Los Carabiniers is a film by Jean-Luc Goddard. It was Goddard's fifth favorite film. It came out in 1963.
This was an interesting film, yet somewhat disturbing. The characters are almost cartoonish. One funny fact is that when the soldiers come to convince the boys to fight in the army, they say that they should fight in order to serve the King, however, France did not have a king. This film could easily be seen as a mockery of war, the boys become such bad people while fighting, doing amoral things and treating people very poorly. It could also be seen as an anti-war film.
The film is told mainly through letters (postcards) send home from a brother to his sister. There is a lot of use of text, handwritten rather than printed. There are a lot of jump cuts in this film. There is a lot of jumping ahead through cut shots, seemingly jumping several minutes ahead from where we last were.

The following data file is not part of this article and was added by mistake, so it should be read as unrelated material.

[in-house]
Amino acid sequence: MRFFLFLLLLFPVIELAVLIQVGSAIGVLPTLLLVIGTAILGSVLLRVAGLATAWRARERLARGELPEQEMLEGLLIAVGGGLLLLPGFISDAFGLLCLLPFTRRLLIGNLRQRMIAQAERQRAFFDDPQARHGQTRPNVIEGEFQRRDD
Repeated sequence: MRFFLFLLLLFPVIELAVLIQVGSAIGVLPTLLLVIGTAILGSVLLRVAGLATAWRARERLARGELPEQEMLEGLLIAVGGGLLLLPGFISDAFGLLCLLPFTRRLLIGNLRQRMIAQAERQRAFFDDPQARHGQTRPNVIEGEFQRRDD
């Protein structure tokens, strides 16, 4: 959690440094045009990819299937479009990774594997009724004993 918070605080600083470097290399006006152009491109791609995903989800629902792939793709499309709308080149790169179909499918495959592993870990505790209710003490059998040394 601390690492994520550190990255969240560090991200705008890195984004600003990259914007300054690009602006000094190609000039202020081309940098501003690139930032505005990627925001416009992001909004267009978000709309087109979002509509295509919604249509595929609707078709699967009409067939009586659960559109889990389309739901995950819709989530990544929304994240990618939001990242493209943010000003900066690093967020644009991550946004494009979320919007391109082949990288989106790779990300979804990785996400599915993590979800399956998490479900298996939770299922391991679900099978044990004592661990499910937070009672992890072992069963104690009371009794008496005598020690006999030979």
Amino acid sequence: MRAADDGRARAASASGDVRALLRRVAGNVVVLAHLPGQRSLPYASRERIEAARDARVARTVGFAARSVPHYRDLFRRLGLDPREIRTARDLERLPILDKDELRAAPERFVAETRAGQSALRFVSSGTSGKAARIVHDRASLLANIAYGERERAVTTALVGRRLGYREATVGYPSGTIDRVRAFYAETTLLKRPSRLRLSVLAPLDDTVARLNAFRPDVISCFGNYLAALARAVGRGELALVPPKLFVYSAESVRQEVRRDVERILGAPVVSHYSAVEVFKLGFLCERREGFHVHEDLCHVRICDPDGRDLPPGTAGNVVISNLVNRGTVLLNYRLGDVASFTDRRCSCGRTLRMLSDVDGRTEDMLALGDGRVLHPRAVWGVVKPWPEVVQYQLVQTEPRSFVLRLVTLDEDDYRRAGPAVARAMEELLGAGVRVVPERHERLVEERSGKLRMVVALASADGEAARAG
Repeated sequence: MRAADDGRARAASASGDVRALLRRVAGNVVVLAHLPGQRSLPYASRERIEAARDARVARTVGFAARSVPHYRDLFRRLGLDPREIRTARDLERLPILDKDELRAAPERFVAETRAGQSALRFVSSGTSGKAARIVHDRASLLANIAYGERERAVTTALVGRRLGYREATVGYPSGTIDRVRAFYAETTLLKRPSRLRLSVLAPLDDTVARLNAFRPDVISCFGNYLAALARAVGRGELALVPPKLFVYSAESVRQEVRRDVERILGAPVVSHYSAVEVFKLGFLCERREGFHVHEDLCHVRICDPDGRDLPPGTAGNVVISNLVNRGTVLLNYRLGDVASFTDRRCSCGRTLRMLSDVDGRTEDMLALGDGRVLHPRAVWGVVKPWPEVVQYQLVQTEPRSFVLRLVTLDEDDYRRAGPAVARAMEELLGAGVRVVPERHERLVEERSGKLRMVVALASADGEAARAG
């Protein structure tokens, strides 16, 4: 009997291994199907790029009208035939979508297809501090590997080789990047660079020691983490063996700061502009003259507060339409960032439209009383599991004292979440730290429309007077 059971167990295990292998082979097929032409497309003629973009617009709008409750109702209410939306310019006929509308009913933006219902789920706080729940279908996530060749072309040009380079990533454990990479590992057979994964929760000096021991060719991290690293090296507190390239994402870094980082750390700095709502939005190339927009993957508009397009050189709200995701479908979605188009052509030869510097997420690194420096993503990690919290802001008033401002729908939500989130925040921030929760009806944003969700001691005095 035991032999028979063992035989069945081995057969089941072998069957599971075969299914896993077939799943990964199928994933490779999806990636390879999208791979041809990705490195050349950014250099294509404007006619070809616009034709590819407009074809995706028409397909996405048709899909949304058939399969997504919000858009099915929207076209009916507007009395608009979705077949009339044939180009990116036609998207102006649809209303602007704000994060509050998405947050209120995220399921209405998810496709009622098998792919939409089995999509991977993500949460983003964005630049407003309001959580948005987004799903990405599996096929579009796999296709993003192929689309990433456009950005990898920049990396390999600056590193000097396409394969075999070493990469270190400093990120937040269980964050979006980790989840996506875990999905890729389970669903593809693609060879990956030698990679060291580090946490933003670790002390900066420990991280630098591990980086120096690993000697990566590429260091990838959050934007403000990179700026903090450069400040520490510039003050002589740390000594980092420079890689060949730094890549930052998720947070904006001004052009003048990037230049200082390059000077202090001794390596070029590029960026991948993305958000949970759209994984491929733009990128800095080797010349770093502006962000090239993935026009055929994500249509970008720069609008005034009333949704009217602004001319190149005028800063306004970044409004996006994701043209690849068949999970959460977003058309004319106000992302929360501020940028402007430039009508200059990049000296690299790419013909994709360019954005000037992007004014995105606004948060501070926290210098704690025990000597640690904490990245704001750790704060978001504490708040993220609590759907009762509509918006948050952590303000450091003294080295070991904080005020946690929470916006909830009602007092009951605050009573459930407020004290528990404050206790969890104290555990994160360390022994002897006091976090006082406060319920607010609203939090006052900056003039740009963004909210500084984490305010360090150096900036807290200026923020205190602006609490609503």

Post cards play an important role in this film. While they are the main means of communication between characters, they are also what the brother bring home as "treasures". You watch and think that all they have brought home is pictures of things that they have seen, but in reality they are deeds to whatever is pictured on the front. Deeds to thing that they have won or stolen or gained during the war. This enforces the idea that ownership goes along with spectator ship.
Again Goddard plays with sound, loud sound effects of gun shots, fights and then there will be a spot of complete silence, at a time when you least expect it. Goddard also scorns the traditional ending, he wants to prove with this film that things do not always end up tied up and neat.
Overall, I thought this film was very interesting. I enjoyed the surprise of realizing that the postcards were in fact deeds and that the four of them had become rich, if only for a moment.